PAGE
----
The term ‘crime fiction’ covers such a variety of writing, and the mix of styles that regularly appear on the longlist and shortlist for this award demonstrates that. It’s an excellent opportunity for all of us as readers to discover and champion new books and authors within a genre we enjoy.

Looking back now, what piece of advice would you have given to yourself at the beginning of your writing career?

I worked out pretty early that planning works for me, but I would have reassured myself that time spent researching and planning is never time wasted. It saves a lot of words and effort in the long run.

Can you remember the catalyst for you beginning to write your first book, whether that was picking up a pen and paper or making a firm start on your laptop? 

I had worked full-time as a newspaper journalist for 13 years before I wrote my first novel, The Dry. I had always wanted to write a novel, so my work as a journalist meant I developed a lot of good writing habits that helped a great deal when I decided to try writing fiction. I wanted to write a book set in Australia, because the landscape is inspiring, and to tell a story around characters that felt authentic and believable to me. When I sat down to write my novel, I drew heavily on my tried and tested journalistic techniques, such as setting deadlines, expressing ideas as clearly as possible and structuring the story in a way designed to grab the reader early and keep them engaged.

We’ve heard of some unusual writing habits over the years, what would you say is your interesting writing quirk?

I don’t consider it a quirk, but a lot of people are surprised by how much time I spend planning a novel before I start writing. I usually spend several months working out the ideas, characters, structure and red herrings before I write a full draft. For me, knowing where the story is going allows me to be much more creative in the way I choose to tell it.

To put you on the spot, we have to ask, apart from your own, do you have a favourite book on the Theakston Old Peculier Crime Novel Of The Year Award shortlist?

It’s a tough choice, so my congratulations to them all and I’m delighted to be alongside them on this shortlist.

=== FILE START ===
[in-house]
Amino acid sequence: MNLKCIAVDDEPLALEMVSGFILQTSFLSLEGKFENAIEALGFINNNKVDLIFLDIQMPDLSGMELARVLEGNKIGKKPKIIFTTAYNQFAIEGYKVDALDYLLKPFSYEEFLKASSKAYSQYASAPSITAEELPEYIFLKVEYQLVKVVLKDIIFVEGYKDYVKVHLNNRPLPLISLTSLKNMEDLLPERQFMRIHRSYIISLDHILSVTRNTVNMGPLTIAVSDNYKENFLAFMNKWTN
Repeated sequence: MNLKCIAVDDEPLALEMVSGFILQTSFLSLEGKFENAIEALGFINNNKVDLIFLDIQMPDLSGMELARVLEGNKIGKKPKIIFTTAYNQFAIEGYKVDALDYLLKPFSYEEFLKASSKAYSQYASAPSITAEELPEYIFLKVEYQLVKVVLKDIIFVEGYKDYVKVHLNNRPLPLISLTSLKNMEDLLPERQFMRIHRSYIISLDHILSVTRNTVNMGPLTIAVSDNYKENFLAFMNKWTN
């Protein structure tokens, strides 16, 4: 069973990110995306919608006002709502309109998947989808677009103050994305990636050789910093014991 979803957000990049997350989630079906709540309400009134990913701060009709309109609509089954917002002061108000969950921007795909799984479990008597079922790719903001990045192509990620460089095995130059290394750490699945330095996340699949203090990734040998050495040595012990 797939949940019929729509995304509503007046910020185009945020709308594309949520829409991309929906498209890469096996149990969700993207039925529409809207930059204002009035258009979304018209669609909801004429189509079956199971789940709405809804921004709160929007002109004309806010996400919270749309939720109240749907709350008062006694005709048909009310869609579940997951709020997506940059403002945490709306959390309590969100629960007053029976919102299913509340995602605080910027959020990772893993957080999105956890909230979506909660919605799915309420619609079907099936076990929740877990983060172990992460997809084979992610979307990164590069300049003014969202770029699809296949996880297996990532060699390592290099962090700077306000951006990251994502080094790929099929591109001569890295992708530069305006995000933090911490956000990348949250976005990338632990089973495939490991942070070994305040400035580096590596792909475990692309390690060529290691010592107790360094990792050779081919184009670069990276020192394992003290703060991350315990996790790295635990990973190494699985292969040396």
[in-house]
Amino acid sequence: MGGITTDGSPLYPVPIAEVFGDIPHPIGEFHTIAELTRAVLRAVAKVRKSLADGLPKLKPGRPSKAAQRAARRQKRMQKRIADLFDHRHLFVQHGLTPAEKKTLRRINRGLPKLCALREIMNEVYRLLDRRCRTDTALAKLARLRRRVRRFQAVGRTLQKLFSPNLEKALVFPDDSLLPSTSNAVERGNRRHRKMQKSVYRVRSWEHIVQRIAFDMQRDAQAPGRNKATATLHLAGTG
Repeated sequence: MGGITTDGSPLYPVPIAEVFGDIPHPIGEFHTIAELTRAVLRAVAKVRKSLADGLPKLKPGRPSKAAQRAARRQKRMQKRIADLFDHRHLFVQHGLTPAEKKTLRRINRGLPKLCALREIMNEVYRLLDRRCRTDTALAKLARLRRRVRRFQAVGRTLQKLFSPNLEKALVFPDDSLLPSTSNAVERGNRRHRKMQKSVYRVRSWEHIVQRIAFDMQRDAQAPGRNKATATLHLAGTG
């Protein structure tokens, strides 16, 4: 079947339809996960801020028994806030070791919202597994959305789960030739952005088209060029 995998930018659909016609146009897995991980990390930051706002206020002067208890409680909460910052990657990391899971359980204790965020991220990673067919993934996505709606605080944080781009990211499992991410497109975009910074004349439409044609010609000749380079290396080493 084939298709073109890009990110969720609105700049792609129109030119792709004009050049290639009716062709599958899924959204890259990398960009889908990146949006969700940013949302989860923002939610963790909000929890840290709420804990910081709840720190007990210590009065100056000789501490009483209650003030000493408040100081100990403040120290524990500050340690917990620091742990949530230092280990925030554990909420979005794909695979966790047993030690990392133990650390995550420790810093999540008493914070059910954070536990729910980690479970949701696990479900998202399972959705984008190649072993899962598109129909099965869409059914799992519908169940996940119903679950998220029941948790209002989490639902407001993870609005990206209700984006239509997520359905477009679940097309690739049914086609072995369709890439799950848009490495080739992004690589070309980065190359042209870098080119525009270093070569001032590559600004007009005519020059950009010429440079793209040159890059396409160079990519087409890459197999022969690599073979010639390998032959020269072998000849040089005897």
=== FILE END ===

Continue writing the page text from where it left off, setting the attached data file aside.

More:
In this time of pandemic, books, reading and the arts have come to prominence in society with more people turning to crime fiction as their genre of choice than ever before, why do you think this might be?

My guess is as good as anyone’s but this has been such a turbulent year that I understand why people might find some comfort in turning to books and genres that they know they enjoy. Perhaps the fact that crime novels traditionally have a clear resolution and sense of justice restored by the end is appealing in these uncertain times.

The Theakston Old Peculier Crime Writing Festival is not just a celebration of writers, but of the readers too, and of course to be a writer you have to enjoy reading. What does the pleasure of reading mean to you?

Like many people, reading has always been a valued part of my life. I find it relaxing and interesting to be transported to another place and time for a few hours, and it’s a great way to unwind, no matter how exciting or challenging the content is.

And finally, what’s next for Jane Harper?

My new novel, The Survivors, comes out in the UK in January. It’s an Australian mystery set along the rugged coastline of Tasmania in the distant aftermath of a storm, where the sudden death of a young woman threatens to bring long-hidden secrets to the surface. It’s a stand-alone novel, full of small-town intrigue and old sins revisited. It’s set in a beautiful and dynamic part of Australia, and was a lot of fun to research. I’ve really enjoyed writing this book and it came together exactly as I hoped when I first had the idea, so I hope readers enjoy it too.


Watch Jane’s Longlist Video Interview